### Never-Repeating Tiles Can Safeguard Quantum Information

This extreme fragility might make quantum computing sound hopeless. But in 1995, the applied mathematician Peter Shor discovered a clever way to store quantum information. His encoding had two key properties. First, it could tolerate errors that only affected individual qubits. Second, it came with a procedure for correcting errors as they occurred, preventing them

This extreme fragility might make quantum computing sound hopeless. But in 1995, the applied mathematician Peter Shor discovered a clever way to store quantum information. His encoding had two key properties. First, it could tolerate errors that only affected individual qubits. Second, it came with a procedure for correcting errors as they occurred, preventing them from piling up and derailing a computation. Shor’s discovery was the first example of a quantum error-correcting code, and its two key properties are the defining features of all such codes.

The first property stems from a simple principle: Secret information is less vulnerable when it’s divided up. Spy networks employ a similar strategy. Each spy knows very little about the network as a whole, so the organization remains safe even if any individual is captured. But quantum error-correcting codes take this logic to the extreme. In a quantum spy network, no single spy would know anything at all, yet together they’d know a lot.

Each quantum error-correcting code is a specific recipe for distributing quantum information across many qubits in a collective superposition state. This procedure effectively transforms a cluster of physical qubits into a single virtual qubit. Repeat the process many times with a large array of qubits, and you’ll get many virtual qubits that you can use to perform computations.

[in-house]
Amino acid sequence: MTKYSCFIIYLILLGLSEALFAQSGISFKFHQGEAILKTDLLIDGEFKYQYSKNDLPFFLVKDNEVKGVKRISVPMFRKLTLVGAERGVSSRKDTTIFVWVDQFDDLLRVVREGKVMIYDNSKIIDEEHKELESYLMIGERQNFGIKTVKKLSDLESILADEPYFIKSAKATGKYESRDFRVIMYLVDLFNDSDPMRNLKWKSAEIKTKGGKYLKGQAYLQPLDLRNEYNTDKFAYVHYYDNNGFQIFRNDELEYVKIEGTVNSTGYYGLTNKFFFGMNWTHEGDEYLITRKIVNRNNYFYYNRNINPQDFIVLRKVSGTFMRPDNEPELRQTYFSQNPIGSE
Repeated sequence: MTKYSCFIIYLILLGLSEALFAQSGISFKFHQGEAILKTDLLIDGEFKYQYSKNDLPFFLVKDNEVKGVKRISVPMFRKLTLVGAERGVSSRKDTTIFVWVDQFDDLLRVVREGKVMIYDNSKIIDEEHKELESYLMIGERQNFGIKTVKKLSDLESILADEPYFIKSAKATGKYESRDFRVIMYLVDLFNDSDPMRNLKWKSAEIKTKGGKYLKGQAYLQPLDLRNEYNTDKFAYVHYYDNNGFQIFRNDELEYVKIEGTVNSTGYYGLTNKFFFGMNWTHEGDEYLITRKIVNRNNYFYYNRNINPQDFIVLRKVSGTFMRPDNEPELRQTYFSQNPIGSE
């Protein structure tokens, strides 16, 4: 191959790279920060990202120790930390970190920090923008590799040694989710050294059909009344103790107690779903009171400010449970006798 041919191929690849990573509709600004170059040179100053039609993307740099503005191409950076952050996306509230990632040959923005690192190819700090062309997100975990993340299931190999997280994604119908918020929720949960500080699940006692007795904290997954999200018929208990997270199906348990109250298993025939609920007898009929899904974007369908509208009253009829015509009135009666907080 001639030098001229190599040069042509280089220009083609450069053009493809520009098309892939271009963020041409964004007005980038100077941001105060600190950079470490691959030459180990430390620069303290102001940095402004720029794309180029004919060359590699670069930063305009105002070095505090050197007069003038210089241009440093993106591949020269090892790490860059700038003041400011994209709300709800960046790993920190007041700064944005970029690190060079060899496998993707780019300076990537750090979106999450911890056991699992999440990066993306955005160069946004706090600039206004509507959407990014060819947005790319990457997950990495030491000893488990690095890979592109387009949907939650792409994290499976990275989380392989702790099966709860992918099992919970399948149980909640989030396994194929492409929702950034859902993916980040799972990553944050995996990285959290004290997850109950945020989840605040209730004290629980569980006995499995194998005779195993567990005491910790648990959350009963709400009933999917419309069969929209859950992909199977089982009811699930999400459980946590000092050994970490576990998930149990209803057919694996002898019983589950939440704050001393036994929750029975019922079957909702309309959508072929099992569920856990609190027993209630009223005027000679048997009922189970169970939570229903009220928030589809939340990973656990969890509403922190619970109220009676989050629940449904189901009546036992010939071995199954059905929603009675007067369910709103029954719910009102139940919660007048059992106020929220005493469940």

The physical qubits that make up each virtual qubit are like those oblivious quantum spies. Measure any one of them, and you’ll learn nothing about the state of the virtual qubit it’s a part of — a property called local indistinguishability. Since each physical qubit encodes no information, errors in single qubits won’t ruin a computation. The information that matters is somehow everywhere, yet nowhere in particular.

“You can’t pin it down to any individual qubit,” Cubitt said.

All quantum error-correcting codes can absorb at least one error without any effect on the encoded information, but they will all eventually succumb as errors accumulate. That’s where the second property of quantum error-correcting codes kicks in — the actual error correction. This is closely related to local indistinguishability: Because errors in individual qubits don’t destroy any information, it’s always possible to reverse any error using established procedures specific to each code.

**Taken for a Ride**

Zhi Li, a postdoc at the Perimeter Institute for Theoretical Physics in Waterloo, Canada, was well versed in the theory of quantum error correction. But the subject was far from his mind when he struck up a conversation with his colleague Latham Boyle. It was the fall of 2022, and the two physicists were on an evening shuttle from Waterloo to Toronto. Boyle, an expert in aperiodic tilings who lived in Toronto at the time and is now at the University of Edinburgh, was a familiar face on those shuttle rides, which often got stuck in heavy traffic.